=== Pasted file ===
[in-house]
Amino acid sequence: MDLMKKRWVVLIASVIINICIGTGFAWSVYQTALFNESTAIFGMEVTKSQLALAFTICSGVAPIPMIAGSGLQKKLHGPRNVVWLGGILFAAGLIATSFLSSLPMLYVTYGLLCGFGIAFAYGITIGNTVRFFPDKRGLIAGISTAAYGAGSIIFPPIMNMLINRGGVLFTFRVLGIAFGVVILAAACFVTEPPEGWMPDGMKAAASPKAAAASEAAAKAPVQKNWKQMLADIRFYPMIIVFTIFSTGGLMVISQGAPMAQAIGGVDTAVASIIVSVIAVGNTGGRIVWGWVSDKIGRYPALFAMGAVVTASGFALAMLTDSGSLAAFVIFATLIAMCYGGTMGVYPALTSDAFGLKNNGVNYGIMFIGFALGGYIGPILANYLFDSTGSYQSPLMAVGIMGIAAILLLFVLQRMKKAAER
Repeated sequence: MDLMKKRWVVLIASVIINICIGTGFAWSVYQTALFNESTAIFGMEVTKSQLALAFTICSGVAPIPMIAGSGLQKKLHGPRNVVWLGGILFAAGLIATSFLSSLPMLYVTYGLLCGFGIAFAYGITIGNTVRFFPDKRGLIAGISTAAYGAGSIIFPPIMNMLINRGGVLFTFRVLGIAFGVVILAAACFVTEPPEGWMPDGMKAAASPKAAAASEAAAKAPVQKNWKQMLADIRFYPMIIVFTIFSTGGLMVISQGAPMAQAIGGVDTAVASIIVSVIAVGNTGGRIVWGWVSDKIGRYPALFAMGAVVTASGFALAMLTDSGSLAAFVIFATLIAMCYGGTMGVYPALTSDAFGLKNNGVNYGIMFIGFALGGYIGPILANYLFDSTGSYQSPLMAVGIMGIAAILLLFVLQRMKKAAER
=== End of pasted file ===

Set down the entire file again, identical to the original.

[in-house]
Amino acid sequence: MDLMKKRWVVLIASVIINICIGTGFAWSVYQTALFNESTAIFGMEVTKSQLALAFTICSGVAPIPMIAGSGLQKKLHGPRNVVWLGGILFAAGLIATSFLSSLPMLYVTYGLLCGFGIAFAYGITIGNTVRFFPDKRGLIAGISTAAYGAGSIIFPPIMNMLINRGGVLFTFRVLGIAFGVVILAAACFVTEPPEGWMPDGMKAAASPKAAAASEAAAKAPVQKNWKQMLADIRFYPMIIVFTIFSTGGLMVISQGAPMAQAIGGVDTAVASIIVSVIAVGNTGGRIVWGWVSDKIGRYPALFAMGAVVTASGFALAMLTDSGSLAAFVIFATLIAMCYGGTMGVYPALTSDAFGLKNNGVNYGIMFIGFALGGYIGPILANYLFDSTGSYQSPLMAVGIMGIAAILLLFVLQRMKKAAER
Repeated sequence: MDLMKKRWVVLIASVIINICIGTGFAWSVYQTALFNESTAIFGMEVTKSQLALAFTICSGVAPIPMIAGSGLQKKLHGPRNVVWLGGILFAAGLIATSFLSSLPMLYVTYGLLCGFGIAFAYGITIGNTVRFFPDKRGLIAGISTAAYGAGSIIFPPIMNMLINRGGVLFTFRVLGIAFGVVILAAACFVTEPPEGWMPDGMKAAASPKAAAASEAAAKAPVQKNWKQMLADIRFYPMIIVFTIFSTGGLMVISQGAPMAQAIGGVDTAVASIIVSVIAVGNTGGRIVWGWVSDKIGRYPALFAMGAVVTASGFALAMLTDSGSLAAFVIFATLIAMCYGGTMGVYPALTSDAFGLKNNGVNYGIMFIGFALGGYIGPILANYLFDSTGSYQSPLMAVGIMGIAAILLLFVLQRMKKAAER